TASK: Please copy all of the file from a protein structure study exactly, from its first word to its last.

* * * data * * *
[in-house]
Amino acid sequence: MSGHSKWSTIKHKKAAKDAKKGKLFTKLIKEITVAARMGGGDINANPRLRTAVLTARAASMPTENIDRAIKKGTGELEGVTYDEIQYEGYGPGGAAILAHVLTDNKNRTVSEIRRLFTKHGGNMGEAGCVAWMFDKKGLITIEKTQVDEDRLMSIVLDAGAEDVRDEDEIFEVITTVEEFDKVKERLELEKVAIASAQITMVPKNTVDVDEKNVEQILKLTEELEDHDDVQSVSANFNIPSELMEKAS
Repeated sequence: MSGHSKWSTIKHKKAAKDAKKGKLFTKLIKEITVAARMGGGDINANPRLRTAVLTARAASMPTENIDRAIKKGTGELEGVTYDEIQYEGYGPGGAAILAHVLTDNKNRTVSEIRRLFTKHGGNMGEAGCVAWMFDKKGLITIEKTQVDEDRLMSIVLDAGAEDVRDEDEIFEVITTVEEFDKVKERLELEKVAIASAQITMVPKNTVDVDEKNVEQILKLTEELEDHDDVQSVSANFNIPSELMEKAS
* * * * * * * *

[in-house]
Amino acid sequence: MSGHSKWSTIKHKKAAKDAKKGKLFTKLIKEITVAARMGGGDINANPRLRTAVLTARAASMPTENIDRAIKKGTGELEGVTYDEIQYEGYGPGGAAILAHVLTDNKNRTVSEIRRLFTKHGGNMGEAGCVAWMFDKKGLITIEKTQVDEDRLMSIVLDAGAEDVRDEDEIFEVITTVEEFDKVKERLELEKVAIASAQITMVPKNTVDVDEKNVEQILKLTEELEDHDDVQSVSANFNIPSELMEKAS
Repeated sequence: MSGHSKWSTIKHKKAAKDAKKGKLFTKLIKEITVAARMGGGDINANPRLRTAVLTARAASMPTENIDRAIKKGTGELEGVTYDEIQYEGYGPGGAAILAHVLTDNKNRTVSEIRRLFTKHGGNMGEAGCVAWMFDKKGLITIEKTQVDEDRLMSIVLDAGAEDVRDEDEIFEVITTVEEFDKVKERLELEKVAIASAQITMVPKNTVDVDEKNVEQILKLTEELEDHDDVQSVSANFNIPSELMEKAS